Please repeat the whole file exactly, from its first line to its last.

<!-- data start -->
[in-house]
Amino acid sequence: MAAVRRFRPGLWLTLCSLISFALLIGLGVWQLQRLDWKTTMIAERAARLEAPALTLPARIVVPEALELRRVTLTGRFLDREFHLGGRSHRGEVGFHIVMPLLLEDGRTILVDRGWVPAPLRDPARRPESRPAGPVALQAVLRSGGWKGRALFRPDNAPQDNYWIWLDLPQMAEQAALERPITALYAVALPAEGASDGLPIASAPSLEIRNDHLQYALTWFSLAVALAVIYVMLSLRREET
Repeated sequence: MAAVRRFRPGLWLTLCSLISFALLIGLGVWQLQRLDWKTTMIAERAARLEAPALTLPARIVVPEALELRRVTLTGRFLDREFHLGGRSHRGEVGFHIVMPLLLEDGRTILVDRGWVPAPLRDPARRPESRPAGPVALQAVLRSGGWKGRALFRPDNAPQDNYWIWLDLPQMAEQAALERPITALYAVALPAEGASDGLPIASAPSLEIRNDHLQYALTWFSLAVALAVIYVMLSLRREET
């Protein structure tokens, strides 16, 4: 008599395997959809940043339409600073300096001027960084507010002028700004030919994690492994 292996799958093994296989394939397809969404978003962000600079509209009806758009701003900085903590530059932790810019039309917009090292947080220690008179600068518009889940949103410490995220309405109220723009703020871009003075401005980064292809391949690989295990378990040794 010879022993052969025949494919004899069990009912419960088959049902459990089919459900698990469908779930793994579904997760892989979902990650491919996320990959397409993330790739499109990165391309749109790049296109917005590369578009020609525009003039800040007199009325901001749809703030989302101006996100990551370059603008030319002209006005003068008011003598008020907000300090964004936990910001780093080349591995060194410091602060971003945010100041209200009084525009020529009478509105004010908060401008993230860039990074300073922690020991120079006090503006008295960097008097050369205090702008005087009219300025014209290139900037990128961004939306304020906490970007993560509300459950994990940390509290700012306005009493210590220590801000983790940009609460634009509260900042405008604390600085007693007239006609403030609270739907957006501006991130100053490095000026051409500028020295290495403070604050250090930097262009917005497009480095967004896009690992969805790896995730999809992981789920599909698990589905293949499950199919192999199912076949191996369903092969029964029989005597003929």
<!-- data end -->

[in-house]
Amino acid sequence: MAAVRRFRPGLWLTLCSLISFALLIGLGVWQLQRLDWKTTMIAERAARLEAPALTLPARIVVPEALELRRVTLTGRFLDREFHLGGRSHRGEVGFHIVMPLLLEDGRTILVDRGWVPAPLRDPARRPESRPAGPVALQAVLRSGGWKGRALFRPDNAPQDNYWIWLDLPQMAEQAALERPITALYAVALPAEGASDGLPIASAPSLEIRNDHLQYALTWFSLAVALAVIYVMLSLRREET
Repeated sequence: MAAVRRFRPGLWLTLCSLISFALLIGLGVWQLQRLDWKTTMIAERAARLEAPALTLPARIVVPEALELRRVTLTGRFLDREFHLGGRSHRGEVGFHIVMPLLLEDGRTILVDRGWVPAPLRDPARRPESRPAGPVALQAVLRSGGWKGRALFRPDNAPQDNYWIWLDLPQMAEQAALERPITALYAVALPAEGASDGLPIASAPSLEIRNDHLQYALTWFSLAVALAVIYVMLSLRREET
């Protein structure tokens, strides 16, 4: 008599395997959809940043339409600073300096001027960084507010002028700004030919994690492994 292996799958093994296989394939397809969404978003962000600079509209009806758009701003900085903590530059932790810019039309917009090292947080220690008179600068518009889940949103410490995220309405109220723009703020871009003075401005980064292809391949690989295990378990040794 010879022993052969025949494919004899069990009912419960088959049902459990089919459900698990469908779930793994579904997760892989979902990650491919996320990959397409993330790739499109990165391309749109790049296109917005590369578009020609525009003039800040007199009325901001749809703030989302101006996100990551370059603008030319002209006005003068008011003598008020907000300090964004936990910001780093080349591995060194410091602060971003945010100041209200009084525009020529009478509105004010908060401008993230860039990074300073922690020991120079006090503006008295960097008097050369205090702008005087009219300025014209290139900037990128961004939306304020906490970007993560509300459950994990940390509290700012306005009493210590220590801000983790940009609460634009509260900042405008604390600085007693007239006609403030609270739907957006501006991130100053490095000026051409500028020295290495403070604050250090930097262009917005497009480095967004896009690992969805790896995730999809992981789920599909698990589905293949499950199919192999199912076949191996369903092969029964029989005597003929």